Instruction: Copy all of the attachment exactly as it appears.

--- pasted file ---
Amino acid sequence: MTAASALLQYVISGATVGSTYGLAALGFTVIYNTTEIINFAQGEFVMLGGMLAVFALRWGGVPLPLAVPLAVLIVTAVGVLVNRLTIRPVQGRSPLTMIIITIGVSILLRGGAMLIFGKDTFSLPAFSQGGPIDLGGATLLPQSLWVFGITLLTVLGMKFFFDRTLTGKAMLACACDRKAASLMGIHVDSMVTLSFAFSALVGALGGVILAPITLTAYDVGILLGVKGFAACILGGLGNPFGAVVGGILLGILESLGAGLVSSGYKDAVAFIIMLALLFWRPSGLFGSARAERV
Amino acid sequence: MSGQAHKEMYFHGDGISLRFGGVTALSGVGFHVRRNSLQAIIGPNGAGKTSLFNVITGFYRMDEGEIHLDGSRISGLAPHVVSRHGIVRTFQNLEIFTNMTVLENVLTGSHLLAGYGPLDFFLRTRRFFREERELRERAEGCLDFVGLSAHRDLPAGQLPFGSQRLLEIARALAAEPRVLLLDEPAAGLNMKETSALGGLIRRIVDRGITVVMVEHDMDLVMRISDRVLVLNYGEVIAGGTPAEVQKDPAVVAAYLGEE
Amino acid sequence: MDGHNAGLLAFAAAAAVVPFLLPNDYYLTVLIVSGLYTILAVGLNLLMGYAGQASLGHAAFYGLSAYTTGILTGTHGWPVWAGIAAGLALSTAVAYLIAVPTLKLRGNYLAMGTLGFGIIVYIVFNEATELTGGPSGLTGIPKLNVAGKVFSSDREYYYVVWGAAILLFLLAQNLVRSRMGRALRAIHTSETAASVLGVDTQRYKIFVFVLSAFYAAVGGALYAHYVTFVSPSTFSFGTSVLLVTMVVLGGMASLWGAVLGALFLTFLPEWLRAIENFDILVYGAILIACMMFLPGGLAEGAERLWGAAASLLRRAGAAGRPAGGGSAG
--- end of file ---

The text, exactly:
Amino acid sequence: MTAASALLQYVISGATVGSTYGLAALGFTVIYNTTEIINFAQGEFVMLGGMLAVFALRWGGVPLPLAVPLAVLIVTAVGVLVNRLTIRPVQGRSPLTMIIITIGVSILLRGGAMLIFGKDTFSLPAFSQGGPIDLGGATLLPQSLWVFGITLLTVLGMKFFFDRTLTGKAMLACACDRKAASLMGIHVDSMVTLSFAFSALVGALGGVILAPITLTAYDVGILLGVKGFAACILGGLGNPFGAVVGGILLGILESLGAGLVSSGYKDAVAFIIMLALLFWRPSGLFGSARAERV
Amino acid sequence: MSGQAHKEMYFHGDGISLRFGGVTALSGVGFHVRRNSLQAIIGPNGAGKTSLFNVITGFYRMDEGEIHLDGSRISGLAPHVVSRHGIVRTFQNLEIFTNMTVLENVLTGSHLLAGYGPLDFFLRTRRFFREERELRERAEGCLDFVGLSAHRDLPAGQLPFGSQRLLEIARALAAEPRVLLLDEPAAGLNMKETSALGGLIRRIVDRGITVVMVEHDMDLVMRISDRVLVLNYGEVIAGGTPAEVQKDPAVVAAYLGEE
Amino acid sequence: MDGHNAGLLAFAAAAAVVPFLLPNDYYLTVLIVSGLYTILAVGLNLLMGYAGQASLGHAAFYGLSAYTTGILTGTHGWPVWAGIAAGLALSTAVAYLIAVPTLKLRGNYLAMGTLGFGIIVYIVFNEATELTGGPSGLTGIPKLNVAGKVFSSDREYYYVVWGAAILLFLLAQNLVRSRMGRALRAIHTSETAASVLGVDTQRYKIFVFVLSAFYAAVGGALYAHYVTFVSPSTFSFGTSVLLVTMVVLGGMASLWGAVLGALFLTFLPEWLRAIENFDILVYGAILIACMMFLPGGLAEGAERLWGAAASLLRRAGAAGRPAGGGSAG